Jason Wolff, assistant professor in the Department of Educational Psychology’s special education program, was recently featured in a Spectrum article about his research using magnetic resonance imaging (MRI) in infants whose older siblings have autism. Wolff worked with a national team of researchers, including Jed Elison from the Institute for Child Development, on the study. Wolff and colleagues found that the development of specific brain circuits may predict the severity of repetitive and sensory behaviors in infants who later develop autism.
In the article, Spectrum explains, “repetitive behaviors, such as hand flapping, are a cardinal sign of autism”, and “children with these severe repetitive behaviors often also have unusual sensory features, such as sensitivities to sounds or textures or an insensitivity to pain.”
Wolff expands on this. “They both (repetitive behaviors and unusual sensory features) seem to share a similar relationship with underlying neural circuitry,” he says.
The title of her talk is, “Positive youth development through sport and physical activity: Progress, puzzles, and promise.” The Society represents the interests of the sport psychology community inside and outside universities in Germany, Switzerland, and Austria, and its purpose is to promote and develop research, teaching, and applied fields of performance, expertise, and health. In addition to her keynote lecture, Weiss will give a presentation as part of a symposium on Youth Sport titled, “Evaluating impact of physical activity-based positive youth development programs: A tale of two exemplars.”
Annie Hansen-Burke, senior lecturer and field placement coordinator in school psychology program and LeAnne Johnson, assistant professor in the special education program and coordinator for the early childhood special education (ECSE) licensure and M.Ed. program, were recently honored by Council of Graduate Students with 2016-2017 Outstanding Advising and Mentoring Awards.
During a May 1 awards and recognition ceremony at Coffman Memorial Union, the following student comments were shared.
“Dr. Annie Hansen-Burke is someone all students in our program feel comfortable talking to. She is someone I have scheduled an appointment with just to talk about my professional goals, issues with the program, or my insecurities and deepest concerns. Everything that is communicated to her is said in confidence, and she responds with the utmost care and support.”
“…An outstanding advisor and mentor listens and guides; educates and cares about the mentee professionally and personally; is accessible as both a resource and sounding board; provides specific and positive support that includes constructive criticism; and is a well-respected and successful contributing member to his/her field…Dr. Johnson embodies each of these qualities.”
The Council of Graduate Students (COGS) recognizes faculty members for their exceptional contributions to graduate education. Only COGS awards express the appreciation of the graduate student body. The awards are created, nominations made, and winners selected by graduate students. The Outstanding Advising and Mentoring Award is co-sponsored by the Council of Graduate Students and the Student Conflict Resolution Center.
Congratulations to Dr. Johnson and Dr. Hansen-Burke on their well-deserved awards!
C&NN aims to connect children, families, and communities to nature through innovative ideas and evidence-based resources. The theme for the 2017 conference was, “Kids Need Nature, Nature Needs Kids.”
During the conference, Williams Ridge spoke about tailoring outdoor learning opportunities to children’s specific developmental needs, depending on their age. She also moderated a panel about best practices for nature-based learning in the early childhood field.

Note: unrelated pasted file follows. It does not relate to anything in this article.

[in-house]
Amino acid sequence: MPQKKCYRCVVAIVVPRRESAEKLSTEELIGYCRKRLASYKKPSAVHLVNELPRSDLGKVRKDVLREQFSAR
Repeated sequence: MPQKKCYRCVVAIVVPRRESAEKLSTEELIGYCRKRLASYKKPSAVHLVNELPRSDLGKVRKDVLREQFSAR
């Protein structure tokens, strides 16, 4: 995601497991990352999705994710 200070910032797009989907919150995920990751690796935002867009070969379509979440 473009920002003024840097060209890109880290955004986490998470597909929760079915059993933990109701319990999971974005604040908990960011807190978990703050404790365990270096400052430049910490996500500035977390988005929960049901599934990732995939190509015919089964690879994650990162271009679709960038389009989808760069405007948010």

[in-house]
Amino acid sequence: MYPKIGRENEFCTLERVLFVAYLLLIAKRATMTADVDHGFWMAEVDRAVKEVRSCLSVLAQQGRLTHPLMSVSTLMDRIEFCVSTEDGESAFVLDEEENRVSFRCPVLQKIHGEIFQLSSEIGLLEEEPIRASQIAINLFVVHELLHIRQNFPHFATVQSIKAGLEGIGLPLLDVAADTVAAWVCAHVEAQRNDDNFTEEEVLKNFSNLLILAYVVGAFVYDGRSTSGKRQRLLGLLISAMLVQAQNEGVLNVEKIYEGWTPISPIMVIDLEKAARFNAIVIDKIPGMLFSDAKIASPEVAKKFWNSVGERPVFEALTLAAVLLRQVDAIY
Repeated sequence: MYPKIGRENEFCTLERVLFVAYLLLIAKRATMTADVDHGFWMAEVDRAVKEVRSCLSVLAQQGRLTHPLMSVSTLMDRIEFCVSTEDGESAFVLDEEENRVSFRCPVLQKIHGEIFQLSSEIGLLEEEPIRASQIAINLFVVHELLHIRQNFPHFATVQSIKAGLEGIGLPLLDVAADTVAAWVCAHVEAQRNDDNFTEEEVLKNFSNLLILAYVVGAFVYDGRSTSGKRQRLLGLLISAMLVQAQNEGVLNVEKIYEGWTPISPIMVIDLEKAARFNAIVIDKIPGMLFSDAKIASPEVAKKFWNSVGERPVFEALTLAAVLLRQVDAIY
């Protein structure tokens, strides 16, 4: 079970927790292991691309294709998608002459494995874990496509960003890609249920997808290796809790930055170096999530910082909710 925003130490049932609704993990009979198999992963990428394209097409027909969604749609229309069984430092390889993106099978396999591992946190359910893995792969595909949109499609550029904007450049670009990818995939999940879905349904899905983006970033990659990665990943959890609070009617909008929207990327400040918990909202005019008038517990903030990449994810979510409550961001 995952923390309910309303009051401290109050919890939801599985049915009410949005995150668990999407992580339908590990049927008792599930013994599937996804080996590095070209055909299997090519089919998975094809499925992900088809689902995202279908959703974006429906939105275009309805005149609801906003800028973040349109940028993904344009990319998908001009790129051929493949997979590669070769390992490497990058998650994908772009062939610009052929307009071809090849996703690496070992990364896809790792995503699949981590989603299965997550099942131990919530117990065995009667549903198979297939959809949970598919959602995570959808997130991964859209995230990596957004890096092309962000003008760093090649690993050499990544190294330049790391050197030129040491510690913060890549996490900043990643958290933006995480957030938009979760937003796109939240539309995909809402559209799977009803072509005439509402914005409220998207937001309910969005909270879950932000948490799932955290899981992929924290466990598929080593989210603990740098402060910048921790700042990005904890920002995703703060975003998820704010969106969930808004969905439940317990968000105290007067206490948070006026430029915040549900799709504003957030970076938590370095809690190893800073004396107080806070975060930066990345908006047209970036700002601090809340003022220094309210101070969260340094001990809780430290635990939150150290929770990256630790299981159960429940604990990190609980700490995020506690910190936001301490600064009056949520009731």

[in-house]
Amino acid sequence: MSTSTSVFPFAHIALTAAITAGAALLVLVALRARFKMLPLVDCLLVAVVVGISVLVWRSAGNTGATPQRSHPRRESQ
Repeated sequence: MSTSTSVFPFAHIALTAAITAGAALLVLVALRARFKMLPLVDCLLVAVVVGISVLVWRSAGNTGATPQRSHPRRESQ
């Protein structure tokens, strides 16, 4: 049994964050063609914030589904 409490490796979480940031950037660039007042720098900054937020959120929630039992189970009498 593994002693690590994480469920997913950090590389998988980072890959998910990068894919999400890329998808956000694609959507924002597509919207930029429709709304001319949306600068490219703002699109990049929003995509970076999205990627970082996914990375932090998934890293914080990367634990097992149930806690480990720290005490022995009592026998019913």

At yesterday’s CEHD Assembly and Recognition Ceremony, a number of Kinesiology folks were honored for achievement, retirement, and years of service.
Tricia Davies, former Administrative Director, and Linda Estrem Trebby, Office Administrator, retired after many combined years of service to the University and Kinesiology. Tricia retired in February after six years of running Kinesiology’s day-to-day administrative operations. Linda is retiring this month after a total of 31 years at the University, with the past 15 years in Kinesiology.
The following faculty and staff were recognized for continuous years of service: Li Li Ji–5 years Nicole LaVoi and Tom Stoffregen–15 years Carol Nielsen–20 years
Assistant professor Yuhei Inoue received the college’s New Career Excellence Award and his doctoral advisee, Madeleine Orr, who won first place in the CEHD Three-Minute Thesis competition last month, closed the college ceremony with her award-winning presentation.
School of Kinesiology assistant professor Yuhei Inoue, Ph.D., was presented CEHD’s New Career Excellence Award for 2017 at the college’s annual Assembly and Recognition Ceremony held at the Great Hall in Coffman Union yesterday.
The New Career Excellence Award “recognizes a new CEHD professional who has demonstrated outstanding and innovative academic work and shows great promise in terms of future contributions to the college and the field.”
Dr. Inoue teaches and does research in the sport management emphasis in the School of Kinesiology. He joined the faculty in 2014. His research explores the ways sport makes a positive impact on society and addresses the implications of strategic management issues related to sport organizations and corporate social responsibility initiatives. For example, he conducted a study in Cambodia to determine if sport participation that includes both able and disabled participants can create cooperative social relationships that enhance economic and social development. He and a master’s advisee have also conducted research on how social identification through attending sporting events may help increase older adults’ social connections and well-being.
Last fall, Dr. Inoue began working on a Temple University Sport Industry Research Center grant with several colleagues to explore how collegiate athletic departments in the U.S. are organized and operated and how the system could translate to Japan. Only a few Japanese universities have a unified athletics department. Generally their sports teams are privately managed rather than organized under the umbrella of an athletics department. Dr. Inoue believes that this study will help researchers understand collegiate athletics from a broader view, and he has been running case studies with the University of South Carolina, Old Dominion University and the University of Northern Colorado as part of the study.